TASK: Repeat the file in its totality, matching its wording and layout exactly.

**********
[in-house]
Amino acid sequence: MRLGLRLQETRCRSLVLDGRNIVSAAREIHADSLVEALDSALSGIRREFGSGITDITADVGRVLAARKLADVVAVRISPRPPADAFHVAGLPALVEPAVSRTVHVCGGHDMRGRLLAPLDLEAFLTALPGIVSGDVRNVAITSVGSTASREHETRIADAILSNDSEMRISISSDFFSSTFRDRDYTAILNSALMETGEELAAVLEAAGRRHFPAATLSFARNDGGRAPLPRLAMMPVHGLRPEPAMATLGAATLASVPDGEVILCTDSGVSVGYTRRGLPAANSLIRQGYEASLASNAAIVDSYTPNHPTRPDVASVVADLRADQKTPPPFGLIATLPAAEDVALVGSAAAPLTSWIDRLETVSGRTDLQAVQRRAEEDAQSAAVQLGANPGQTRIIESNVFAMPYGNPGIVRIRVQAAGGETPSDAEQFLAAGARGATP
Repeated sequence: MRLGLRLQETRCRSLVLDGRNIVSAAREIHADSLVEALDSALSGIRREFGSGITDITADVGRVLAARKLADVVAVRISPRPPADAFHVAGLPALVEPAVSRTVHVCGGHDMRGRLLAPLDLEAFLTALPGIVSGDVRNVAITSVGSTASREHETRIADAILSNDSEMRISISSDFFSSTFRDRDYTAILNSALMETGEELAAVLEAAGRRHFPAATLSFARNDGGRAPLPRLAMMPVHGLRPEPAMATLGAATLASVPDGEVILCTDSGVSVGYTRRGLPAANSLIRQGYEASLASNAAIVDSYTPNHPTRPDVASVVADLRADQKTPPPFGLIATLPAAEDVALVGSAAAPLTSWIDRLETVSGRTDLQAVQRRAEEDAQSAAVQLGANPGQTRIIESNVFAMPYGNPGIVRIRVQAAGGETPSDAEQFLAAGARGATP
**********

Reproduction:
[in-house]
Amino acid sequence: MRLGLRLQETRCRSLVLDGRNIVSAAREIHADSLVEALDSALSGIRREFGSGITDITADVGRVLAARKLADVVAVRISPRPPADAFHVAGLPALVEPAVSRTVHVCGGHDMRGRLLAPLDLEAFLTALPGIVSGDVRNVAITSVGSTASREHETRIADAILSNDSEMRISISSDFFSSTFRDRDYTAILNSALMETGEELAAVLEAAGRRHFPAATLSFARNDGGRAPLPRLAMMPVHGLRPEPAMATLGAATLASVPDGEVILCTDSGVSVGYTRRGLPAANSLIRQGYEASLASNAAIVDSYTPNHPTRPDVASVVADLRADQKTPPPFGLIATLPAAEDVALVGSAAAPLTSWIDRLETVSGRTDLQAVQRRAEEDAQSAAVQLGANPGQTRIIESNVFAMPYGNPGIVRIRVQAAGGETPSDAEQFLAAGARGATP
Repeated sequence: MRLGLRLQETRCRSLVLDGRNIVSAAREIHADSLVEALDSALSGIRREFGSGITDITADVGRVLAARKLADVVAVRISPRPPADAFHVAGLPALVEPAVSRTVHVCGGHDMRGRLLAPLDLEAFLTALPGIVSGDVRNVAITSVGSTASREHETRIADAILSNDSEMRISISSDFFSSTFRDRDYTAILNSALMETGEELAAVLEAAGRRHFPAATLSFARNDGGRAPLPRLAMMPVHGLRPEPAMATLGAATLASVPDGEVILCTDSGVSVGYTRRGLPAANSLIRQGYEASLASNAAIVDSYTPNHPTRPDVASVVADLRADQKTPPPFGLIATLPAAEDVALVGSAAAPLTSWIDRLETVSGRTDLQAVQRRAEEDAQSAAVQLGANPGQTRIIESNVFAMPYGNPGIVRIRVQAAGGETPSDAEQFLAAGARGATP